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When the Paris Agreement was signed in 1973, effectively ending America’s involvement in the Vietnam War and withdrawing the bulk of our troops, legendary diplomat Henry Kissinger hoped that the resolution would lead to a situation similar to that in Korea: two separate states, one for the North Vietnamese and one for the South. These hopes were shattered when the North launched a massive assault on South Vietnam, systematically taking back any territory that had been ceded only a few short years earlier. With fresh memories of the atrocities that the North inflicted on their first campaign through Vietnam, the South Vietnamese civilians (and military) fled in panic before the rising surge. As the country was quickly retaken by the North, it became apparent that the cause was lost: at this point, the only thing to be done was for the refugees and remaining American military and diplomats to leave as soon as possible. Despite the increasingly dark clouds on the horizon, however, one man was determined to make a stand and prevent the inevitable: as the North marched and the South fled, U.S. Ambassador Graham Martin was determined to stand strong, come hell or high water.

This story of American involvement, Northern aggression and Southern stoicism forms the foundation of Rory Kennedy’s Last Days in Vietnam (2014), the full-length, Oscar-nominated ‘American Experience’ documentary that details the time period between American withdrawal in 1973 and the fall of Saigon in April 1975. Through a mixture of archival footage and interviews with American and Vietnamese military personnel, Kennedy shows the ways in which Ambassador Martin stalled the withdrawal as long as possible, partly because he refused to admit defeat but also because he seemed to genuinely want to save as many South Vietnamese civilians and military as possible. As one interviewee states, this “terrible moral dilemma” was the ax that hung over everyone’s heads, from President Gerald Ford to Richard Armitage to the individual men and women who were stationed in Vietnam. Despite having their marching orders, no one on the ground could just stand by and watch their former comrades-in-arms succumb to the very enemy they’d been jointly fighting: while not everyone made it out (short of a miracle, not everyone could have), thousands of South Vietnamese were rescued at the 11th hour, thanks to a combination of Ambassador Martin’s moxie, military black ops and good, old-fashioned stubbornness.

One of the most illuminating aspects of Kennedy’s documentary is its laser focus: rather than rehash pro and con arguments for America’s involvement in the Vietnam War, Last Days in Vietnam focuses on the very end game, when everything had already been decided and the world only waited for the dust (and blood) to settle. It’s a smart move, since it allows the film to really dig in to its subject: in particular, we end up with a pretty balanced, nuanced portrayal of Graham Martin, an individual who’s easily as divisive as they come. While there’s still more than a heaping dollop of political machinations to Ambassador Martin’s decision to delay withdrawing from Vietnam, it’s pretty hard to deny that he also carried very deeply for the South Vietnamese: his plan to stretch out the withdrawal by only including a couple of Americans in every chopper full of South Vietnamese was a bold one and one that could have easily blown up in his face. Regardless of what U.S. politicians were doing at the time, the diplomats and personnel who were actually on the ground, in the shit, were scrambling to come up with real solutions and plans of action, even as Viet Cong tanks rumbled through the countryside.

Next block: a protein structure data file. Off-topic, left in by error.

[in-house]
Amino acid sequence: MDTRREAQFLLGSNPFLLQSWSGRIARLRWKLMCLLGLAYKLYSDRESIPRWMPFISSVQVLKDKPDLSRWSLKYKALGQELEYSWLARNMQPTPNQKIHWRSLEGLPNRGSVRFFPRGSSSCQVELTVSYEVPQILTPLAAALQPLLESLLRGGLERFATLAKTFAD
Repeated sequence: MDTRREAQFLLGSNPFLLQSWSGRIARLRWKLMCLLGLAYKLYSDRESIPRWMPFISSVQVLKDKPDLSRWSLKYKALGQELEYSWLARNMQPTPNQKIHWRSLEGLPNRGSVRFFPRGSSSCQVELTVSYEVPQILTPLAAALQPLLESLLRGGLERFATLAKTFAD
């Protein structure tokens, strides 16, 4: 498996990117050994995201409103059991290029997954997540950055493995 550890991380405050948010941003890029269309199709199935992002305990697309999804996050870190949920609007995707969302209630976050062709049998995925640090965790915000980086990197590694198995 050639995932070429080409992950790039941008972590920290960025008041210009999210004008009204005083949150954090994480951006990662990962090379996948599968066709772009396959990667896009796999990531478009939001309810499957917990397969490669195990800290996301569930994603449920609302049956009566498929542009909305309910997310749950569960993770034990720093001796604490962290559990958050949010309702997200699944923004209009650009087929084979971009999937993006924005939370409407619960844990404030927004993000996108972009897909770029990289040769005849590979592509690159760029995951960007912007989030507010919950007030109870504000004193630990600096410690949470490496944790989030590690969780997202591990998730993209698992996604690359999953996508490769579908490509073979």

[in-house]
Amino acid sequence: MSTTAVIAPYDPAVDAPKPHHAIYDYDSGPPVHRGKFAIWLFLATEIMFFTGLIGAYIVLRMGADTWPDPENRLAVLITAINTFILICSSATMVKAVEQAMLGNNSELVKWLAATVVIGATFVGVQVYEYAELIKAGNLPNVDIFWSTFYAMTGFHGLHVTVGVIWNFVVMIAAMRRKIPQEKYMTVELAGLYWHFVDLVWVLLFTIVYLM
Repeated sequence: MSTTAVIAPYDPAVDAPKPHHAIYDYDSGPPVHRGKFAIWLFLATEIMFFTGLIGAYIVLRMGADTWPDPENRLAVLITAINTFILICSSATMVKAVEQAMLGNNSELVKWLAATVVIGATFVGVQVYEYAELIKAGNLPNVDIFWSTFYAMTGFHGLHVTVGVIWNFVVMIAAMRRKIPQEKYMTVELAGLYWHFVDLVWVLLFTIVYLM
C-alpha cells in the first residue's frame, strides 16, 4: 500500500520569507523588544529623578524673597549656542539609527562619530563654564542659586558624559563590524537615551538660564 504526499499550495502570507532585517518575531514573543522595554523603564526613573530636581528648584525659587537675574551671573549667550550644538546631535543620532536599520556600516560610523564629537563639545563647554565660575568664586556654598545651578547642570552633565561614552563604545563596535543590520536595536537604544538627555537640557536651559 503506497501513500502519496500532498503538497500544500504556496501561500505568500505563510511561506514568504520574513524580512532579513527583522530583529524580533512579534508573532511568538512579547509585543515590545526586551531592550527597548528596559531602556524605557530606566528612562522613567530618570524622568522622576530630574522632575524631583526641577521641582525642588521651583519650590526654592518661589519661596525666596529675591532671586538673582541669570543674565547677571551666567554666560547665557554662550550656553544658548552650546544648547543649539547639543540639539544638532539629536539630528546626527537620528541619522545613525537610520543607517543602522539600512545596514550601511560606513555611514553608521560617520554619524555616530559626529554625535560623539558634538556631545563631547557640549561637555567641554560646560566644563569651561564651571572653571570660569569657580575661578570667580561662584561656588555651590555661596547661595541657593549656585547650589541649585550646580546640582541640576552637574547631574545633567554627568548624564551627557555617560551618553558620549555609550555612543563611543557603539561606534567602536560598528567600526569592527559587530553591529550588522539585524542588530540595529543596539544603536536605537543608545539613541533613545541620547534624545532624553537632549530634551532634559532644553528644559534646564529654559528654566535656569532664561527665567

Some of the most powerful scenes in the film deal directly with the South Vietnamese military: the bit where a pilot heroically lands his chopper on a U.S. naval carrier, rolling out one side of the machine before the whole thing slides right into the ocean; the interviewee who talk about missing the last chopper out of Saigon and spending the next 13 years in a North Vietnamese work camp; the heartbreaking moment where the South Vietnamese military lower their flag and sing their anthem for the last time…when Last Days in Vietnam kicks, it kicks like a mule. Just as powerful, for different reasons, is the scene where Martin finally admits defeat and prepares for “Option Four (the chopper evacuation)”: for the first time in the footage, Martin looks old, tired and defeated, a quick-witted huckster watching his kingdom burn for the last time.

As a film, Last Days in Vietnam is very well-made, although it never feels far removed from what it actually is: a PBS documentary. As such, we get all of the expected elements, from the archival footage to the overall tone. While the film was informative, it never really surprised or went the extra mile needed to really set itself apart. Nevertheless, history buffs, those interested in the Vietnam War or the vagaries of America’s international diplomatic policies should plenty of good stuff here. More than anything, Kennedy’s film helps to shed light on a chaotic, dark and terrible time in human history: it shows how oppression can dim but never truly extinguish the human pilot light…where there’s a will, there’s a way, no matter how slim.

If the point of history truly is to learn from the past and avoid the same mistakes in the future, may films like Last Days in Vietnam and their ilk continue to make it impossible for us to ever truly bury these terrible events. If we ever really need a reminder, let’s think about the thousands of refugees who were able to make it out…and the hundreds of thousands who didn’t.

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